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  48. Has anyone mentioned that this poll is bad news for the OSR, as opposed to the hobby in general?

    If you assume that the OSR is 'meant' to get people into old-school games that weren't into them at the time.

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  49. As far as I know OSR wasn't "meant" to recruit new players. Rather, the OSR exists to recapture experiences lost in newer rule sets.

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  50. Heh, I'm the only one who voted 2000+.

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  51. Has anyone mentioned that this poll is bad news for the OSR, as opposed to the hobby in general?

    If you assume that the OSR is 'meant' to get people into old-school games that weren't into them at the time.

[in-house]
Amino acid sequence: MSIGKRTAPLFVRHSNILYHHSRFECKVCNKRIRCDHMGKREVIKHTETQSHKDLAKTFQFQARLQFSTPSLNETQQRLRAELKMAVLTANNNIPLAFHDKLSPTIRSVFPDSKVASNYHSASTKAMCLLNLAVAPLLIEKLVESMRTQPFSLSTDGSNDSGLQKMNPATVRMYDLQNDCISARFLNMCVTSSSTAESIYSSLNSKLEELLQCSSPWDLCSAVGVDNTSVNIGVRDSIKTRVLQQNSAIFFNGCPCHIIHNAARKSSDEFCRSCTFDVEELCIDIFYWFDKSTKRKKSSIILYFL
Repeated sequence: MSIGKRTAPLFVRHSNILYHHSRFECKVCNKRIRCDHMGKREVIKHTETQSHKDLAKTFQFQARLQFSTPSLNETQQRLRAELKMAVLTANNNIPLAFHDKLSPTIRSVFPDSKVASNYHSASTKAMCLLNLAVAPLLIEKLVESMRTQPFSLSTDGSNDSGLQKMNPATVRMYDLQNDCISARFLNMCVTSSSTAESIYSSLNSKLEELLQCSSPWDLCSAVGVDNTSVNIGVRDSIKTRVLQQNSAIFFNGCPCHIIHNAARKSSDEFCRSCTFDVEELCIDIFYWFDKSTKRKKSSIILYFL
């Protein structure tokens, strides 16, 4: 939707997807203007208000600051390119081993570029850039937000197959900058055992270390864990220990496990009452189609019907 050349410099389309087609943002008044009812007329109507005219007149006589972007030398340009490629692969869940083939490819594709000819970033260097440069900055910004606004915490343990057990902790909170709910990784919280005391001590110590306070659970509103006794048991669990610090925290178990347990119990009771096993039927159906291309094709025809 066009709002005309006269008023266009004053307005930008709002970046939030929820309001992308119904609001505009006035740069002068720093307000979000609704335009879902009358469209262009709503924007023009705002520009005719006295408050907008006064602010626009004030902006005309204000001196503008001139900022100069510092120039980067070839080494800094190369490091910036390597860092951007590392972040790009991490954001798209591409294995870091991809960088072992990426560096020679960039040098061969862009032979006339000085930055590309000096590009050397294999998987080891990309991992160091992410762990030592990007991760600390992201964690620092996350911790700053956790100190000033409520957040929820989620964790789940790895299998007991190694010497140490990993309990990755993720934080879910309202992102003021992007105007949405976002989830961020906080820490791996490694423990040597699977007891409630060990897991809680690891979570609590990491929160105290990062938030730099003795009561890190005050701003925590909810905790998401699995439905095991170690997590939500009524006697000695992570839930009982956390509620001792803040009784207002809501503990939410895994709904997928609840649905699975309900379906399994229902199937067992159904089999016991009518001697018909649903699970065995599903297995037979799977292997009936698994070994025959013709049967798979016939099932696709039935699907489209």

I'm not sure the OSR is meant to do anything, since there's no single direction the movement has taken. Some of its participants and well-wishers undoubtedly hope that it'll get new people into the old school scene, but others don't, and others still simply don't care. I'm more of the "don't care" variety myself. I do this stuff because I like it. That others do, including some others who never experienced old school gaming the first time around, is just a bonus.

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  52. Rather, the OSR exists to recapture experiences lost in newer rule sets.